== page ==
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Monolith Silicon Fuzz

Based On
Lovetone Big Cheese
Effect Type
Distortion / fuzz
Build Difficulty
Intermediate
Project Summary
A legendary silicon transistor fuzz that has been spotted in the rigs of many high-profile musicians such as The Edge, Jimmy Page, Colin Greenwood and Johnny Marr among many others.
Monolith Silicon Fuzz printed circuit board

Printed Circuit Board

What's included?
PCB, build instructions, and parts list.

$12.00

In stock

Complete Kit

Not yet available.
Kits are developed based on interest, so if you’d like to see one for this project, let us know.
Request Kit
65 people are interested.

Project overview

The Monolith Silicon Fuzz is an adaptation of the Lovetone Big Cheese, a versatile fuzz pedal released in 1995. The Big Cheese is perhaps Lovetone’s most famous pedal, with a jaw-dropping artist repertoire that includes The Edge, Jimmy Page, Colin Greenwood, Ed O’Brien, Johnny Marr, J Mascis, Stephen Malkmus, Jeff Tweedy and Kevin Shields.

The Big Cheese is a hybrid of several different circuit topologies. An op-amp provides input buffering and output gain recovery, and a silicon transistor fuzz resembling a Fuzz Face or Tone Bender is sandwiched in the middle. This is followed by diode hard clipping and a Big Muff-style tone control.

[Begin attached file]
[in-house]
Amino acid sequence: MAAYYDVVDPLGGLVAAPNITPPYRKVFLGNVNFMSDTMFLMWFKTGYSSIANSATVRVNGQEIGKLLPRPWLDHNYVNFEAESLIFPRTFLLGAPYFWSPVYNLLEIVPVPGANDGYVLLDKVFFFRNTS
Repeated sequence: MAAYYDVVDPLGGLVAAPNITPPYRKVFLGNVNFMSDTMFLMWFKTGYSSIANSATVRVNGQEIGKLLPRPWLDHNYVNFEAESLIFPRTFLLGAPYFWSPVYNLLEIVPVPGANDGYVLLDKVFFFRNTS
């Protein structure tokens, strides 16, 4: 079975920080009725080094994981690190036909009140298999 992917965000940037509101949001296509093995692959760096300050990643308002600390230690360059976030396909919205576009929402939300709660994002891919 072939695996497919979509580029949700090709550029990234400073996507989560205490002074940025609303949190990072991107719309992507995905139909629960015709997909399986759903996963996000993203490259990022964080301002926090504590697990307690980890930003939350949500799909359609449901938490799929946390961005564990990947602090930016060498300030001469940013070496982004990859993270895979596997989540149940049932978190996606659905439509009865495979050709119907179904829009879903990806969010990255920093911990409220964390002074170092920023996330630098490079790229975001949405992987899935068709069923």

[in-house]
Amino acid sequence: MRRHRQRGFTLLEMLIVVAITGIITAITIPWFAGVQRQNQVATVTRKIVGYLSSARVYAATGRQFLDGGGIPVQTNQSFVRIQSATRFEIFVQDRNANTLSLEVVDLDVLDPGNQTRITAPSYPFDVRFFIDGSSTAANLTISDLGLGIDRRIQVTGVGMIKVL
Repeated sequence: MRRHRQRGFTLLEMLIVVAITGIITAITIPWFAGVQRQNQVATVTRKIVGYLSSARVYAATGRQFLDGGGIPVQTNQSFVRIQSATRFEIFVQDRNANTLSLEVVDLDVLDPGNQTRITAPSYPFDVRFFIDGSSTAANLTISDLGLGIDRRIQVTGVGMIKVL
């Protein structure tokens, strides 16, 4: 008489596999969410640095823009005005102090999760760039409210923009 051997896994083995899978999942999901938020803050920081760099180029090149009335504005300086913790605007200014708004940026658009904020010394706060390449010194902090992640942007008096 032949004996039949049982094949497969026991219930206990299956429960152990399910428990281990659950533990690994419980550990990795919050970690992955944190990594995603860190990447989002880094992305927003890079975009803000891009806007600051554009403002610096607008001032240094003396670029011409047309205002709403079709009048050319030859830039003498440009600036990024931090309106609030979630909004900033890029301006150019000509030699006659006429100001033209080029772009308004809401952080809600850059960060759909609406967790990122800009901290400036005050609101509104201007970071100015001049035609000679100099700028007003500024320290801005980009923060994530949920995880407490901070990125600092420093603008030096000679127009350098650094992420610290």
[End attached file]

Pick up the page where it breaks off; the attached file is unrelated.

In traditional Lovetone fashion, the Big Cheese also has a rotary control, allowing three different tone stack modes: tone bypass, scooped mids, and flat mids. There is also a fourth mode called “Cheese” that changes the bias on the transistor fuzz, delivering gated “amp death” tones similar to other circuits that use intentional misbiasing such as the Zvex Fuzz Factory or Cornish NG-3.
The result is in a class of its own, an extremely versatile and unique drive machine that is deserving of the high praise it receives.

The Monolith is an exact adaptation of the Big Cheese except for the addition of an optional boost stage at the end to increase the maximum volume. The original can get well above unity gain at max volume, but by reconfiguring the output buffer as a gain boost, we can get a bit more out of it.

Special thanks to Ian (LaceSensor / Gigahearts FX), the DIY community’s resident Lovetone expert, for help verifying the Monolith prototype against an original Big Cheese for accuracy.